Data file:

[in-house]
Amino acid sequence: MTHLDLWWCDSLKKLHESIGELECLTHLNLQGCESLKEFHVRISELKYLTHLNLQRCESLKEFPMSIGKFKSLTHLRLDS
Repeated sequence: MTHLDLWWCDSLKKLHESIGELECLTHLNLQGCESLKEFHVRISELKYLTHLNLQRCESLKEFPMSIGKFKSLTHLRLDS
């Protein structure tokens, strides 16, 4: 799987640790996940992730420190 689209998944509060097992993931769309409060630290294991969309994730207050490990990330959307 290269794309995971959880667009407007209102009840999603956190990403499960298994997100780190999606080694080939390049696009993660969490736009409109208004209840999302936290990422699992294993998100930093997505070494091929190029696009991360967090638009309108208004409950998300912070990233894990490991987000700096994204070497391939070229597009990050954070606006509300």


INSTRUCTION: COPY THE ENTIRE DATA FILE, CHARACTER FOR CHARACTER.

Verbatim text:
[in-house]
Amino acid sequence: MTHLDLWWCDSLKKLHESIGELECLTHLNLQGCESLKEFHVRISELKYLTHLNLQRCESLKEFPMSIGKFKSLTHLRLDS
Repeated sequence: MTHLDLWWCDSLKKLHESIGELECLTHLNLQGCESLKEFHVRISELKYLTHLNLQRCESLKEFPMSIGKFKSLTHLRLDS
């Protein structure tokens, strides 16, 4: 799987640790996940992730420190 689209998944509060097992993931769309409060630290294991969309994730207050490990990330959307 290269794309995971959880667009407007209102009840999603956190990403499960298994997100780190999606080694080939390049696009993660969490736009409109208004209840999302936290990422699992294993998100930093997505070494091929190029696009991360967090638009309108208004409950998300912070990233894990490991987000700096994204070497391939070229597009990050954070606006509300």